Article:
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November 21, 2008 - Betsy Bethel
I am by turns amazed, humbled and delighted at how easily amused my 2 1/2 year old daughter is.
This morning, she spent 20 minutes playing with a Matchbox car and a rubber jar gripper.
Yesterday, while I spent a few minutes catching up with her daycare supervisor, Emma amused herself by pretending a nearby shelf was a bunk bed for her baby doll. She talked to the doll in a sing-song "Mommy" voice while she got the blankie situated and tucked her in.
"I will always love just standing back and watching kids play," the daycare supervisor whispered to me.
We have a set of nesting blocks from Discovery Toys that Emma could play with for hours. She builds a tower -- she learned lightning-quick how to build it using the largest to the smallest block -- then destroys it, coming up with a variety of demolition techniques. My favorite is when she uses her belly as a wrecking ball.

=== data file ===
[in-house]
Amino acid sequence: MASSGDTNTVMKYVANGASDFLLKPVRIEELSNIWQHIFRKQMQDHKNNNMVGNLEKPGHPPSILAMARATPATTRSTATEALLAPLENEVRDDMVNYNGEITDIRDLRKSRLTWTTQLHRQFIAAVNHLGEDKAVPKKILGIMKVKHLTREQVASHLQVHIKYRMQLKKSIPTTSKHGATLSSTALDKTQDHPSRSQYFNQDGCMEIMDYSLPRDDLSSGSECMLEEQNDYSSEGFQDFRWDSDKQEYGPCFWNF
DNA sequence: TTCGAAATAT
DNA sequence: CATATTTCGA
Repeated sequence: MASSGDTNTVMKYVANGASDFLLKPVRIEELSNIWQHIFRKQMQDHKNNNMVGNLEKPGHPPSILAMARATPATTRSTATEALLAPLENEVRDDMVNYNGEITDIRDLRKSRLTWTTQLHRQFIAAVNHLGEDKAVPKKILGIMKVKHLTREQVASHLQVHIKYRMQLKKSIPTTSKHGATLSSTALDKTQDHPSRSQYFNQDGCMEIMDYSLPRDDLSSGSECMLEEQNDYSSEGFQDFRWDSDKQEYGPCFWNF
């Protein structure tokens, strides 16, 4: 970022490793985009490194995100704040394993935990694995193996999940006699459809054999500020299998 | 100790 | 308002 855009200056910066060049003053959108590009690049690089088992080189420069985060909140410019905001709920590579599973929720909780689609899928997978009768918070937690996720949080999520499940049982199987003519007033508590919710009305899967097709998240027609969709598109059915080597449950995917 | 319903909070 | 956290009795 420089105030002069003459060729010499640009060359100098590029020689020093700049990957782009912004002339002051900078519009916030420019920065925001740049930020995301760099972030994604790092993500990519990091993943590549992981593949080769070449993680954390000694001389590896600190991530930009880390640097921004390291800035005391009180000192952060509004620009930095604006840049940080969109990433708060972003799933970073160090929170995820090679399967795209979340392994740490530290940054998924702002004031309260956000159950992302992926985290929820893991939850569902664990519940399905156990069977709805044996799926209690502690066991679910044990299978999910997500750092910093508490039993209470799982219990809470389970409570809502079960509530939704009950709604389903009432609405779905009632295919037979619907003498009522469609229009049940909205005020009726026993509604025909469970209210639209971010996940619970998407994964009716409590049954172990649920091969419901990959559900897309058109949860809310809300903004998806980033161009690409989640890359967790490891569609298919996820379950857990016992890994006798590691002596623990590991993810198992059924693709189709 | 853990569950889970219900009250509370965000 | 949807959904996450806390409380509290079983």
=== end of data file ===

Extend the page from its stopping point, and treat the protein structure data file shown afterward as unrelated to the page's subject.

Then, she makes a train with it by placing the blocks in a line. Next, it becomes a path with steps, and she goes up and down the different size blocks with a Little People person or whatever is handy -- a finger puppet, a car, even a piece of string!
Her narration and dialogue crack me up. She intertwines words she has heard Mommy and Daddy say, phrases from movies, lyrics from songs and her own private language to create scenarios complete with set-up, conflict and resolution.
A child's work is play, I've often heard. Her imagination at this age is her BFF. Five days a week, Emma plays mostly by herself or with an adult (who, speaking for myself, sometimes lack in the creative play department). I am grateful for her two days at daycare, where she gets much-needed face time with children her size (well, almost her size -- she's takes after her dad, so her peers come up to about her nose). She also learns finger plays, does crafts, listens to books, learns manners, sings songs and dances with those friends under the direction of other adults, whom she is learning to respect.
But I also am glad for those times she plays alone and creates her own little world. Like her daycare provider, I don't think I'll ever tire of watching Emma "at work."
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